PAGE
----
• Account notifications – list notifications you would like to get about the loyalty program for your developer team (for example, about errors) or your CRM team (for example, about suspicious activity).

How to design a loyalty program that works?

Now, that we’ve gone over the baseline, let’s go over the loyalty program design step-by-step. 

1. Choose the loyalty program type and name

The heart of a successful loyalty program lies in choosing the right incentives and mechanisms. Whether it’s points, tiers, or rewards, selecting a program that aligns with your business and resonates with your customers is essential. 

Here are some of the most popular loyalty frameworks:

  1. Point-based earn-and-burn – let members earn points for placing orders and spend them on rewards, e.g., discount coupons or use as cash with a predefined exchange rate.
  1. Membership program with levels – a point-based program where customers access higher status with automatic benefits, e.g., free delivery and member-only discounts.
  1. Frequency program – count member order frequency and reward each milestone with a reward, e.g., a free accessory after every 10 visits.
  1. Cashback program – members get back a small percentage of the order total with each transaction.
  1. Paid subscription program let members pay a small fee to access the program with benefits such as priority checkout, free delivery, and member-only promotions.
  1. Hybrid model – mix and match different elements of each program to find a program structure that suits your needs.

The next step in developing a loyalty program is crafting its narrative, which includes choosing a name, defining levels, naming those levels, and establishing a tone of voice. The program's name is crucial as it is the first thing customers will see, so it should be connected to your brand and feel exclusive. For example, creative names like Sephora Insider make the program feel special, and naming the currency (e.g., Style Points or Glamour Gems) can add a unique touch.

Sephora Loyalty Program – example of good loyalty narrative

2. Define program T&Cs and enrollment policy

Terms and conditions are essential for any loyalty program to ensure transparency and high participation rates. While they might not be the most exciting aspect, clear program rules are crucial. Given the complexity, it's wise to consult a legal advisor, especially regarding data privacy laws like GDPR or CAN-SPAM.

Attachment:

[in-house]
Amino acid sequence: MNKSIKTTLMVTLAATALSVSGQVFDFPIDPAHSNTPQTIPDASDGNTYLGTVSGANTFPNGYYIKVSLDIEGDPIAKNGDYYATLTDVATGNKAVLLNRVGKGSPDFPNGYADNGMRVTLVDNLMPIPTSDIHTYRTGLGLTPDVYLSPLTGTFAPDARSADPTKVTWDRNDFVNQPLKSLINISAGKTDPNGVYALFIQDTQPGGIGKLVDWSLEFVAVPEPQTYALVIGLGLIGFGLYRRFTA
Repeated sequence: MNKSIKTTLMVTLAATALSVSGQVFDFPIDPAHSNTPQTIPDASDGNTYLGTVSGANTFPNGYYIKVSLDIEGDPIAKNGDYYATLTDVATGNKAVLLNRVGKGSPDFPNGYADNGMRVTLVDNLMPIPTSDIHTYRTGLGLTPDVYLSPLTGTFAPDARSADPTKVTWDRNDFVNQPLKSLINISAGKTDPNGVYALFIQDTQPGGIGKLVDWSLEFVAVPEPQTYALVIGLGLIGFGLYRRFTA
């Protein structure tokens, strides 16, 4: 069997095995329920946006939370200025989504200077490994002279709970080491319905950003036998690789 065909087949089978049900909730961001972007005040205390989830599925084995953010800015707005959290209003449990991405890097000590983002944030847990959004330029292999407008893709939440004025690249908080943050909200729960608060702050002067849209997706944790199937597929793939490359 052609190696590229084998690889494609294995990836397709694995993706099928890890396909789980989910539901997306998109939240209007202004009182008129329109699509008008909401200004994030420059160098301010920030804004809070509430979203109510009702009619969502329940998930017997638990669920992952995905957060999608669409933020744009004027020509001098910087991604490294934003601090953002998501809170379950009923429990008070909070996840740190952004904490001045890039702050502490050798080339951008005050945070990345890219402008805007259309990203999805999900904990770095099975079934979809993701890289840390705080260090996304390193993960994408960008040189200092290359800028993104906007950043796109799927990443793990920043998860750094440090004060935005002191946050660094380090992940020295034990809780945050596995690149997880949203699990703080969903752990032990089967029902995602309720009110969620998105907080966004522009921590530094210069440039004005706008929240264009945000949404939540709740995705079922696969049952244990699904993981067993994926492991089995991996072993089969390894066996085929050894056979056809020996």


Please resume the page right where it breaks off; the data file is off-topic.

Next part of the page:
Another thing is your enrollment strategy. Decide if your program will be exclusive and invitation-only, like Easyjet’s Flight Club, where customers are invited based on their spending. Alternatively, for an inclusive program, define how customers can join, such as by default after a first purchase, after spending a certain amount, filling out a form, or subscribing to a newsletter. The approach depends on your target audience and desired behaviors.

3. Set up clear guidelines for managing member data

Effectively managing customer data is the backbone of any successful loyalty program. By collecting, analyzing, and leveraging customer insights, you can personalize experiences, tailor rewards, and enhance engagement. But it’s not all sunshine – dealing with sensitive information requires robust data management policies and trusted partners, such as CRM and CDP platforms (Segment, mParticle, Braze).

To clear up your strategy around data management, answer the following:

  • Will you keep member data directly in the loyalty software?
  • How and what type of customer data will you collect (preferred meals, dietary restrictions, age, preferred delivery option, address)?
  • How can members remove or update their data?

Based on your answers, update your Privacy Policy and FAQs accordingly to match the type and frequency of personal data operations. You should also prepare processes for inactive & fraudulent accounts termination.

4. List earning rules (reward actions)

The fun part comes after the dreadful data management episode – defining how members earn rewards. Instead of only rewarding purchases, include different ways to earn points to make the program more interesting. Encourage customer engagement by offering incentives for various activities to boost overall interaction with your brand, such as:

  • Following and interacting with your brand on social media.
  • Joining the program and filling out their profile.  
  • Referring a friend. 
  • Joining the newsletter. 
  • Taking part in a survey. 
  • Shopping at a partner’s store. 

Here is a cheat sheet on how to refine and battle-test your earning rules:

  • Which transactions to incentivize (channel, min spend, frequency)?
  • Which non-transactional behavior to incentivize (e.g., profile completion & submitting shopping preferences)?